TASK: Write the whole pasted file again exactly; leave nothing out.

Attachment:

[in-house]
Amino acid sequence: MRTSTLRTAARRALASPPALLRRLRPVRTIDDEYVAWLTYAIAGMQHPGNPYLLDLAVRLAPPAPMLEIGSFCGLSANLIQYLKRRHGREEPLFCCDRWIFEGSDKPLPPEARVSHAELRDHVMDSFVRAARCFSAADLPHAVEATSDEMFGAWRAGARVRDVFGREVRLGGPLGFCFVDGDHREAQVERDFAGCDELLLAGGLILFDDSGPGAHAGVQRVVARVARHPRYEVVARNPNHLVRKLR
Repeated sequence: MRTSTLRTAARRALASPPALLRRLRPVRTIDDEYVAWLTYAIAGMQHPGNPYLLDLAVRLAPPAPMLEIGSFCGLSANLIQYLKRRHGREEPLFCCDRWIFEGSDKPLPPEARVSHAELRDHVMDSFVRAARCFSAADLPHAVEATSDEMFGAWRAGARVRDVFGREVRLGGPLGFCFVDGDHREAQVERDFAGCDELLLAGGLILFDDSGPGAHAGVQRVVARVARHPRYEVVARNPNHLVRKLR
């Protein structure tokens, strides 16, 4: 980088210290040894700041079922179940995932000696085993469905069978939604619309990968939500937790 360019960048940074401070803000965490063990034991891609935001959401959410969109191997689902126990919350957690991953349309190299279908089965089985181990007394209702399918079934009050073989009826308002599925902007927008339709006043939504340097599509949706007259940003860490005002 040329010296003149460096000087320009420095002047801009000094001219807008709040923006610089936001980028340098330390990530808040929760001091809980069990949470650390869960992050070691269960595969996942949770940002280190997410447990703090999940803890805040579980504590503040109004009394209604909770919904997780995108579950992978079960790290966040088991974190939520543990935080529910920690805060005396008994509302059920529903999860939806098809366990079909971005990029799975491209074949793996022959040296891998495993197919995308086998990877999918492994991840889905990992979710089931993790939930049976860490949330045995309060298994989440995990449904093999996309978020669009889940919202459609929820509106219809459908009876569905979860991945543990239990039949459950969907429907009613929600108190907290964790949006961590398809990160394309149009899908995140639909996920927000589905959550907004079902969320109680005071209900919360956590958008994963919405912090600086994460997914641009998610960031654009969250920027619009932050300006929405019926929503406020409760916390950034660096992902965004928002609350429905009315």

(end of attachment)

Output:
[in-house]
Amino acid sequence: MRTSTLRTAARRALASPPALLRRLRPVRTIDDEYVAWLTYAIAGMQHPGNPYLLDLAVRLAPPAPMLEIGSFCGLSANLIQYLKRRHGREEPLFCCDRWIFEGSDKPLPPEARVSHAELRDHVMDSFVRAARCFSAADLPHAVEATSDEMFGAWRAGARVRDVFGREVRLGGPLGFCFVDGDHREAQVERDFAGCDELLLAGGLILFDDSGPGAHAGVQRVVARVARHPRYEVVARNPNHLVRKLR
Repeated sequence: MRTSTLRTAARRALASPPALLRRLRPVRTIDDEYVAWLTYAIAGMQHPGNPYLLDLAVRLAPPAPMLEIGSFCGLSANLIQYLKRRHGREEPLFCCDRWIFEGSDKPLPPEARVSHAELRDHVMDSFVRAARCFSAADLPHAVEATSDEMFGAWRAGARVRDVFGREVRLGGPLGFCFVDGDHREAQVERDFAGCDELLLAGGLILFDDSGPGAHAGVQRVVARVARHPRYEVVARNPNHLVRKLR
């Protein structure tokens, strides 16, 4: 980088210290040894700041079922179940995932000696085993469905069978939604619309990968939500937790 360019960048940074401070803000965490063990034991891609935001959401959410969109191997689902126990919350957690991953349309190299279908089965089985181990007394209702399918079934009050073989009826308002599925902007927008339709006043939504340097599509949706007259940003860490005002 040329010296003149460096000087320009420095002047801009000094001219807008709040923006610089936001980028340098330390990530808040929760001091809980069990949470650390869960992050070691269960595969996942949770940002280190997410447990703090999940803890805040579980504590503040109004009394209604909770919904997780995108579950992978079960790290966040088991974190939520543990935080529910920690805060005396008994509302059920529903999860939806098809366990079909971005990029799975491209074949793996022959040296891998495993197919995308086998990877999918492994991840889905990992979710089931993790939930049976860490949330045995309060298994989440995990449904093999996309978020669009889940919202459609929820509106219809459908009876569905979860991945543990239990039949459950969907429907009613929600108190907290964790949006961590398809990160394309149009899908995140639909996920927000589905959550907004079902969320109680005071209900919360956590958008994963919405912090600086994460997914641009998610960031654009969250920027619009932050300006929405019926929503406020409760916390950034660096992902965004928002609350429905009315």